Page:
The importance of reporting on science accurately

Scientists: how often have you had an important publication get picked up by the media, only to find out that the final output (newspaper article, 5 o’clock news report, whatever) got it completely wrong? Or didn’t highlight the most vital result?

News readers: How often have you read an article or report about a study that doesn’t make sense, or that seems so obvious you can’t believe they got a grant for it. What’s even worse is that you may be reading lots of articles, thinking that the results are interesting, when what you will never know is that the study didn’t find what the report says it found at all.

Drugs can affect your brain, but your
brain may also affect drug use.
Photo: © Cyberstock | 
Stock Free Images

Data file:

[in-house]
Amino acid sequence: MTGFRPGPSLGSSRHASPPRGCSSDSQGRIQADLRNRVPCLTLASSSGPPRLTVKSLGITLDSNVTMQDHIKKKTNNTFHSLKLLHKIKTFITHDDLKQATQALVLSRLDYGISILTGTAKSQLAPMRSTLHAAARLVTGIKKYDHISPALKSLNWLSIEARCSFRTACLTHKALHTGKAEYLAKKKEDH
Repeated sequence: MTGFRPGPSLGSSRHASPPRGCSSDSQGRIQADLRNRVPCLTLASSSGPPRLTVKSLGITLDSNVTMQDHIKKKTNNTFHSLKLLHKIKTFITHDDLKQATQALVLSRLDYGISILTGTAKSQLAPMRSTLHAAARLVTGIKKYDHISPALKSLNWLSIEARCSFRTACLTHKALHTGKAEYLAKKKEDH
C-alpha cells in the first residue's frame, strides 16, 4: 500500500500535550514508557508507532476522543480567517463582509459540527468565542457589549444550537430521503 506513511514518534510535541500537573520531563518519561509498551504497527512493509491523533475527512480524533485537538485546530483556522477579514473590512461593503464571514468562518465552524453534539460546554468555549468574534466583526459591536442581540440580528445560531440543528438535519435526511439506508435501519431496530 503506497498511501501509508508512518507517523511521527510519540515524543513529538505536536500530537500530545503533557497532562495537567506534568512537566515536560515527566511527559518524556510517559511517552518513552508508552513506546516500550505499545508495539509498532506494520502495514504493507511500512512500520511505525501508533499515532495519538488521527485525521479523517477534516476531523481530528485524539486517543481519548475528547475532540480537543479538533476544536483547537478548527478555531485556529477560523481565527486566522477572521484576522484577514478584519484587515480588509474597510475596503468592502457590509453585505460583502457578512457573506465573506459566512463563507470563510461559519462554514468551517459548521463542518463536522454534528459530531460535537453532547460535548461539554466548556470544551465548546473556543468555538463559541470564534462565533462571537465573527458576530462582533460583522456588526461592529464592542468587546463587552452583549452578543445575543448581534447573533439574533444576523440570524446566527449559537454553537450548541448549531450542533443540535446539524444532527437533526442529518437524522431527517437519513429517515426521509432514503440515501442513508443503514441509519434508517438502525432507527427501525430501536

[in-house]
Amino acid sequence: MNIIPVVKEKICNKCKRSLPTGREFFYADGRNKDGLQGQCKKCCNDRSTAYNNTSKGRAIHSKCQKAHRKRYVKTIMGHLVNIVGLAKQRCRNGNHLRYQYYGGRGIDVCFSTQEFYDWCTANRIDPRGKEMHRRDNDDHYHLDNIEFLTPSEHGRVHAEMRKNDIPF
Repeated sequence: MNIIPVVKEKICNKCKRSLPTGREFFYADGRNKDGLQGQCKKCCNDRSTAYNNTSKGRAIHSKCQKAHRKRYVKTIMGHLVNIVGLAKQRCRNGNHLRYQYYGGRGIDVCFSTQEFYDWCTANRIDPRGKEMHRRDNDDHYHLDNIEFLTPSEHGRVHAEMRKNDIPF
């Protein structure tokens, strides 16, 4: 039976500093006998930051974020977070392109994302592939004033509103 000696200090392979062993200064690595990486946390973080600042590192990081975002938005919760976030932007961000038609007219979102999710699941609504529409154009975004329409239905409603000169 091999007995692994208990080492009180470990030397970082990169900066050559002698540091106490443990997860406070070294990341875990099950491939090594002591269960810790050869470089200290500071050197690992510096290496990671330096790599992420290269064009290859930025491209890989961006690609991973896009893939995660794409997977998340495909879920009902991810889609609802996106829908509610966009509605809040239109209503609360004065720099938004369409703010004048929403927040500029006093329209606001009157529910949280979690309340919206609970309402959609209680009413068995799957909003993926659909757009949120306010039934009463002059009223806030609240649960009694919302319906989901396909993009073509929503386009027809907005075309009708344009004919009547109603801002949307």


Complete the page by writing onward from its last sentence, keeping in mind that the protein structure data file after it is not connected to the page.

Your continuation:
A paper from my lab (not one that I was involved in) came out earlier this year about brain structure and cannabis use in adolescents. The local newspaper reported that the results showed that cannabis use affected how the brain develops in adolescents. In fact, it was the exact opposite. The longitudinal study actually showed that if adolescents had smaller parts of the frontal lobe at age 12, they were more likely to have used cannabis by age 16. This finding is a really big deal because it was the first one to look at if there were brain differences in adolescents before they started using cannabis. Until then, changes in brain structures related to heavy cannabis use were assumed to be mainly due to the damaging effects of cannabis. That’s not to say those don’t still exist, but now we also know that abnormal brain structure may lead to more cannabis use. This makes sense, because the frontal lobe is associated with planning, predicting consequences, and risk-taking.

It makes a world of difference if journalists understand the stories they are reporting on. They are the ones responsible for conveying the detailed and precise scientific findings to the public in a way that is easy to to understand, but still accurate.

Does anyone else have a story like this where the media mis-reported an important scientific finding?


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